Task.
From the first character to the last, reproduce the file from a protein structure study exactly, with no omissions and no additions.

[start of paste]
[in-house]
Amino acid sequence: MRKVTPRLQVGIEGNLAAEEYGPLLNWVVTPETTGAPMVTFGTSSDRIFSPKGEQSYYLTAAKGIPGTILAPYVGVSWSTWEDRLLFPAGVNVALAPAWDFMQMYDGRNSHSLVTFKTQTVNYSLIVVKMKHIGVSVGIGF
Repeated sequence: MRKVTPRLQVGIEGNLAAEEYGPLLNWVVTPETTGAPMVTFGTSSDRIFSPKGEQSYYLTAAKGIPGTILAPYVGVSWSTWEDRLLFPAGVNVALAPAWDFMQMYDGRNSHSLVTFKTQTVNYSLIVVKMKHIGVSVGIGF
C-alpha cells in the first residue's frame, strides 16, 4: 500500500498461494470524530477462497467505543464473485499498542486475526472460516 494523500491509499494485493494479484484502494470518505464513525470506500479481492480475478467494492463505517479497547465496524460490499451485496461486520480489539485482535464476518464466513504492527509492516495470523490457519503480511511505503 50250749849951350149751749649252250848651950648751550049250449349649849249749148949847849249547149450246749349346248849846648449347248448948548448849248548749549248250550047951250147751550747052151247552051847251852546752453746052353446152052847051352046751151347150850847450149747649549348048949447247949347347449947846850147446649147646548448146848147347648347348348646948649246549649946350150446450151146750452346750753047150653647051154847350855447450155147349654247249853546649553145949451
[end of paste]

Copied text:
[in-house]
Amino acid sequence: MRKVTPRLQVGIEGNLAAEEYGPLLNWVVTPETTGAPMVTFGTSSDRIFSPKGEQSYYLTAAKGIPGTILAPYVGVSWSTWEDRLLFPAGVNVALAPAWDFMQMYDGRNSHSLVTFKTQTVNYSLIVVKMKHIGVSVGIGF
Repeated sequence: MRKVTPRLQVGIEGNLAAEEYGPLLNWVVTPETTGAPMVTFGTSSDRIFSPKGEQSYYLTAAKGIPGTILAPYVGVSWSTWEDRLLFPAGVNVALAPAWDFMQMYDGRNSHSLVTFKTQTVNYSLIVVKMKHIGVSVGIGF
C-alpha cells in the first residue's frame, strides 16, 4: 500500500498461494470524530477462497467505543464473485499498542486475526472460516 494523500491509499494485493494479484484502494470518505464513525470506500479481492480475478467494492463505517479497547465496524460490499451485496461486520480489539485482535464476518464466513504492527509492516495470523490457519503480511511505503 50250749849951350149751749649252250848651950648751550049250449349649849249749148949847849249547149450246749349346248849846648449347248448948548448849248548749549248250550047951250147751550747052151247552051847251852546752453746052353446152052847051352046751151347150850847450149747649549348048949447247949347347449947846850147446649147646548448146848147347648347348348646948649246549649946350150446450151146750452346750753047150653647051154847350855447450155147349654247249853546649553145949451